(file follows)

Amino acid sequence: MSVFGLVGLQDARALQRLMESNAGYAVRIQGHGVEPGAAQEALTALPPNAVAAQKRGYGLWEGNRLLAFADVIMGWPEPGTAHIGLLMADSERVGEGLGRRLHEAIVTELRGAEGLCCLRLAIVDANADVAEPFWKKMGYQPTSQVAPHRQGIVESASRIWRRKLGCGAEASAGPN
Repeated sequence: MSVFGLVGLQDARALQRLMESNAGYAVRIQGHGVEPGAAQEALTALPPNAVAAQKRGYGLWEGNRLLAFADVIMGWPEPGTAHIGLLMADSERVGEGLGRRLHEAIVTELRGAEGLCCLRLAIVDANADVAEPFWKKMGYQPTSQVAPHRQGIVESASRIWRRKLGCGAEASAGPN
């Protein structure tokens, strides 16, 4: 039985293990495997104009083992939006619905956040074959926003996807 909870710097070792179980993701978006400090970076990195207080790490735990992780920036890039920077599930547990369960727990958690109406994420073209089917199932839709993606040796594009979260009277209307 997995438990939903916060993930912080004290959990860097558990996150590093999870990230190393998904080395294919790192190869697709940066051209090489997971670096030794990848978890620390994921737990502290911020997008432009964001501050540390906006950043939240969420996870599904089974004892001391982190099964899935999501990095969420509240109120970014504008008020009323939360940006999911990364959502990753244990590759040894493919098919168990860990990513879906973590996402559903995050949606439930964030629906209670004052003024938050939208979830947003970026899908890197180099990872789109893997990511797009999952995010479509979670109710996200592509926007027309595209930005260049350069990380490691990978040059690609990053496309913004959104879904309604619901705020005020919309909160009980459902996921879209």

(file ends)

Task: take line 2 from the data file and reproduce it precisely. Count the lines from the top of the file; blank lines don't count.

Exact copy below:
Repeated sequence: MSVFGLVGLQDARALQRLMESNAGYAVRIQGHGVEPGAAQEALTALPPNAVAAQKRGYGLWEGNRLLAFADVIMGWPEPGTAHIGLLMADSERVGEGLGRRLHEAIVTELRGAEGLCCLRLAIVDANADVAEPFWKKMGYQPTSQVAPHRQGIVESASRIWRRKLGCGAEASAGPN